This week Olympic swim Champion Michael Phelps made headlines by being caught on camera smoking Marijuana by taking a bong hit.

A woman I know who is very nice, kind and considerate spoke of it so upset in the regard that children like her own have fewer and fewer role models, especially in the area of sports. Phelps dashed his role model status by being outed as a pot smoker.

Back in the summer Phelps became a sensation, his 2008 Olympic performances were staggering and to date he has now won more Olympic Gold medals (coming in at 14) than anyone else in Olympic history.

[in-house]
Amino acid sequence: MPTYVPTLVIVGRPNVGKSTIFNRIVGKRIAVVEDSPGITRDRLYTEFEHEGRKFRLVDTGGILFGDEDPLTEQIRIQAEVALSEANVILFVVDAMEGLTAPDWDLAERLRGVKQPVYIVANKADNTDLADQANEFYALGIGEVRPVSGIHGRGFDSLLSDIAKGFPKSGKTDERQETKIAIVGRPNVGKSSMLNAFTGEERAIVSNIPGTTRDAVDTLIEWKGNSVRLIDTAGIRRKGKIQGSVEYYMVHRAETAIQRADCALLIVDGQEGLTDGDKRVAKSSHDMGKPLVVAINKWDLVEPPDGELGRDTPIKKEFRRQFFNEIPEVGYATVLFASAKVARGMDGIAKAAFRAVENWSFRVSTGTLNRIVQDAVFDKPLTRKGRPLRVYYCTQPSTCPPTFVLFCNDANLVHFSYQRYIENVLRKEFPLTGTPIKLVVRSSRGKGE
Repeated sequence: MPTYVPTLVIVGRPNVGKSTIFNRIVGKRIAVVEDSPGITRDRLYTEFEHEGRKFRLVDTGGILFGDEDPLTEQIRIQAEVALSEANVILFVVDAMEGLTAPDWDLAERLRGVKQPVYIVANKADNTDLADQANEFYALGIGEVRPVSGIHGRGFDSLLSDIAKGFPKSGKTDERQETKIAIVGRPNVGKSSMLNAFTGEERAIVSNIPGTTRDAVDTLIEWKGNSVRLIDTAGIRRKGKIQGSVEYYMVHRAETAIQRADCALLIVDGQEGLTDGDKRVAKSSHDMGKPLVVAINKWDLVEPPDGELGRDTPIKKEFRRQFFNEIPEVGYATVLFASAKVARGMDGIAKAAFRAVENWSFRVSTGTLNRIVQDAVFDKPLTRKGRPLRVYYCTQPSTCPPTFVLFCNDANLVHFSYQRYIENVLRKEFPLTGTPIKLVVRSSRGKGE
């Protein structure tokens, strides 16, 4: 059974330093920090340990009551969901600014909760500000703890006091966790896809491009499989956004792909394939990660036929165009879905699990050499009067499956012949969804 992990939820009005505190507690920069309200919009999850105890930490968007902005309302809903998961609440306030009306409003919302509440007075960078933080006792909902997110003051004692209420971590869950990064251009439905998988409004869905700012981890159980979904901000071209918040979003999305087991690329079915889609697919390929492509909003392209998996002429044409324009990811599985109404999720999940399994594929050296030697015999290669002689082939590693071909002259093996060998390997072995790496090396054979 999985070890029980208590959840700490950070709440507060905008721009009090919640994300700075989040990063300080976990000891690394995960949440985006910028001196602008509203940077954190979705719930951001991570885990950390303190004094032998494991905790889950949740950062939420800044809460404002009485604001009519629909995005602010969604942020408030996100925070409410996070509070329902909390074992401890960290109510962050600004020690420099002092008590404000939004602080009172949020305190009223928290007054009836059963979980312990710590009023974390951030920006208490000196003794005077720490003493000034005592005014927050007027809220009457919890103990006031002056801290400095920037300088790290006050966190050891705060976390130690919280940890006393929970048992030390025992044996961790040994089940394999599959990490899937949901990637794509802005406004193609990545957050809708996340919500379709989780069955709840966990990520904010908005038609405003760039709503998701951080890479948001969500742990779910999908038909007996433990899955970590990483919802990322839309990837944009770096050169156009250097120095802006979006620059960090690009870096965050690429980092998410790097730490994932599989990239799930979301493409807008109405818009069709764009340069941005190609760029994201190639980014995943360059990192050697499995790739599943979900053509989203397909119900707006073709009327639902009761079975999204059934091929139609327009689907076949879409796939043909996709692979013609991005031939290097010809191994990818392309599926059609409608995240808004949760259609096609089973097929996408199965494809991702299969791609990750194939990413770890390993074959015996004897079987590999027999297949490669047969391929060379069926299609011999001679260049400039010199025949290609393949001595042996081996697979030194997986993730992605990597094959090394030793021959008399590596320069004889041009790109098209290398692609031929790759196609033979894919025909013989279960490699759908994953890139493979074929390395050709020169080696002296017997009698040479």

This news event shows more about American hypocrisy and how often we as a nation miss the point than it has to do with the character of Michael Phelps. Phelps shouldn’t lose his name over such a triviality, but it’s almost a certainty that this incident will hurt his career, his endorsements and his public persona. It shouldn’t. He brought acclaim to this country by excelling in his field and winning through peaceful competition. He earned victory for a country without ever picking up a weapon and killing anyone. He trained and worked, swam 8 hours a day and practiced until no one else in the world could hold a candle to him in his given sport. Now, after months and years of vigorous training and competition, he is wealthy, well known and guess what else? He is an American kid in his early twenties and the whole world watches him–he got caught relaxing by taking a celebratory hit off of a bong. Had he been photographed emerging from a bar after 10 drinks he would not have been chastised. Yet marijuana in moderation is less dangerous for the average person than alcohol. The fact that Phelps has the lung capacity and the drive that he does indicates he’s nothing more than an occasional recreational pot smoker. But pot’s illegal and no huge corporation makes money off of it. He’s still a sports hero, he’s probably a swell guy as well. Anyone pointing a finger probably has close relatives who have experimented with pot too. Give any successful late teenage or early twenty-something intense media scrutiny and some dirt will probably show up. If you have teenage children there’s a significant chance they’ve smoked pot once or twice in their life and it doesn’t make them bad people, it doesn’t mean they have a problem, it doesn’t mean they (or you) have failed. Youth since the 1920s have smoked pot in some significant percentage.  Which doesn’t neccesarily mean you should condone it either, it just means it’s not that big of an issue. Leave Phelps alone, don’t point a finger.